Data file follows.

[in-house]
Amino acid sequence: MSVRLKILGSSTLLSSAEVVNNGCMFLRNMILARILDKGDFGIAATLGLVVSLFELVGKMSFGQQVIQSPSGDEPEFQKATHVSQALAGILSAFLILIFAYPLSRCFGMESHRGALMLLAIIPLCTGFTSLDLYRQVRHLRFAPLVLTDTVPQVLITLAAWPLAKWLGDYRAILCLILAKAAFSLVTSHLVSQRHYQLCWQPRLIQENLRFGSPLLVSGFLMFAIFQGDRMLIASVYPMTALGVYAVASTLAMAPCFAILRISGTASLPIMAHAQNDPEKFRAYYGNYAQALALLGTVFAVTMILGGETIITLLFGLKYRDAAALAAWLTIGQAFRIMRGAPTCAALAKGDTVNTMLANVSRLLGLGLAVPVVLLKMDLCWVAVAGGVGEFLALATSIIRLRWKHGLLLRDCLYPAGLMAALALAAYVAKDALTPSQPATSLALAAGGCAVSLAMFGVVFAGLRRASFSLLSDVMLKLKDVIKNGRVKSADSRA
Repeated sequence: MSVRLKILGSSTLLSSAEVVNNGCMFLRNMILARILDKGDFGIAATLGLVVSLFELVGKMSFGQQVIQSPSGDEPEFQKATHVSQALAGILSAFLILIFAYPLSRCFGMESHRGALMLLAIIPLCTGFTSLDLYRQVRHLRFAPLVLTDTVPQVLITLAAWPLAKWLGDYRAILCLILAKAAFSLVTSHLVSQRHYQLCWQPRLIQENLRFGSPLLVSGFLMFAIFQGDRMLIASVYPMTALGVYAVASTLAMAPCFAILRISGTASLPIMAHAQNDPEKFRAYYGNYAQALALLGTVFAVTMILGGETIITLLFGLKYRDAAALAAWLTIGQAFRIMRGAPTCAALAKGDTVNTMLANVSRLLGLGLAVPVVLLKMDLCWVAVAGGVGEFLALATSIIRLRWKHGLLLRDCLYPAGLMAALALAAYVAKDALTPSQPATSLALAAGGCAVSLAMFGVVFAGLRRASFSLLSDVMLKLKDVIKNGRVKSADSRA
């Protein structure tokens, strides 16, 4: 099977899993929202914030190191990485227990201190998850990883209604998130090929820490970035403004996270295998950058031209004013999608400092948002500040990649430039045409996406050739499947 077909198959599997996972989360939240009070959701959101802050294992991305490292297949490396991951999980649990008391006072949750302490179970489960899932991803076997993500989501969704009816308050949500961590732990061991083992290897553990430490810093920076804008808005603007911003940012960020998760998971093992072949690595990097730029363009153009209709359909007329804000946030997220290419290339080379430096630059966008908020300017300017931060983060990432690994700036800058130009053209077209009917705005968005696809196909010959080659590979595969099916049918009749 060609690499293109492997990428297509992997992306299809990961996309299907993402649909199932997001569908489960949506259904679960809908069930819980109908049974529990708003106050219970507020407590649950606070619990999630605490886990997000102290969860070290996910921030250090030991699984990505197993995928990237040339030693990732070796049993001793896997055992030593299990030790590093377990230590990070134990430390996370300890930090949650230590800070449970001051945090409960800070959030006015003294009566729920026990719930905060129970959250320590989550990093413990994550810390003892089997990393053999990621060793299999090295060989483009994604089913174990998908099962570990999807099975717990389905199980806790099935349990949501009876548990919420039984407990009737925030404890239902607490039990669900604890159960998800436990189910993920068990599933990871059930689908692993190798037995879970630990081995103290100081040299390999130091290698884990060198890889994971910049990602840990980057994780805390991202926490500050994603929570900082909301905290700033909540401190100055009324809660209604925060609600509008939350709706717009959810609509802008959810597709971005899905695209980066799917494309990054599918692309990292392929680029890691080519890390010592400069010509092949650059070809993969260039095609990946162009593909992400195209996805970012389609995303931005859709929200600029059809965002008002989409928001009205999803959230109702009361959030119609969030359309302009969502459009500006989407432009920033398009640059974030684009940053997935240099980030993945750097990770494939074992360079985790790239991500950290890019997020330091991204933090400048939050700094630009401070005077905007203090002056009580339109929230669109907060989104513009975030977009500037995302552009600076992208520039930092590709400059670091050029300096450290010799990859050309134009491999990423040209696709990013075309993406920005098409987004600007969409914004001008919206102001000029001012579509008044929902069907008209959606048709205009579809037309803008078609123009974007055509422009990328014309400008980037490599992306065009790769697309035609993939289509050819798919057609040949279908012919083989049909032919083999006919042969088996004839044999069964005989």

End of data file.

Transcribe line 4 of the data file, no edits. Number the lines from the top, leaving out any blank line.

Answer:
């Protein structure tokens, strides 16, 4: 099977899993929202914030190191990485227990201190998850990883209604998130090929820490970035403004996270295998950058031209004013999608400092948002500040990649430039045409996406050739499947 077909198959599997996972989360939240009070959701959101802050294992991305490292297949490396991951999980649990008391006072949750302490179970489960899932991803076997993500989501969704009816308050949500961590732990061991083992290897553990430490810093920076804008808005603007911003940012960020998760998971093992072949690595990097730029363009153009209709359909007329804000946030997220290419290339080379430096630059966008908020300017300017931060983060990432690994700036800058130009053209077209009917705005968005696809196909010959080659590979595969099916049918009749 060609690499293109492997990428297509992997992306299809990961996309299907993402649909199932997001569908489960949506259904679960809908069930819980109908049974529990708003106050219970507020407590649950606070619990999630605490886990997000102290969860070290996910921030250090030991699984990505197993995928990237040339030693990732070796049993001793896997055992030593299990030790590093377990230590990070134990430390996370300890930090949650230590800070449970001051945090409960800070959030006015003294009566729920026990719930905060129970959250320590989550990093413990994550810390003892089997990393053999990621060793299999090295060989483009994604089913174990998908099962570990999807099975717990389905199980806790099935349990949501009876548990919420039984407990009737925030404890239902607490039990669900604890159960998800436990189910993920068990599933990871059930689908692993190798037995879970630990081995103290100081040299390999130091290698884990060198890889994971910049990602840990980057994780805390991202926490500050994603929570900082909301905290700033909540401190100055009324809660209604925060609600509008939350709706717009959810609509802008959810597709971005899905695209980066799917494309990054599918692309990292392929680029890691080519890390010592400069010509092949650059070809993969260039095609990946162009593909992400195209996805970012389609995303931005859709929200600029059809965002008002989409928001009205999803959230109702009361959030119609969030359309302009969502459009500006989407432009920033398009640059974030684009940053997935240099980030993945750097990770494939074992360079985790790239991500950290890019997020330091991204933090400048939050700094630009401070005077905007203090002056009580339109929230669109907060989104513009975030977009500037995302552009600076992208520039930092590709400059670091050029300096450290010799990859050309134009491999990423040209696709990013075309993406920005098409987004600007969409914004001008919206102001000029001012579509008044929902069907008209959606048709205009579809037309803008078609123009974007055509422009990328014309400008980037490599992306065009790769697309035609993939289509050819798919057609040949279908012919083989049909032919083999006919042969088996004839044999069964005989």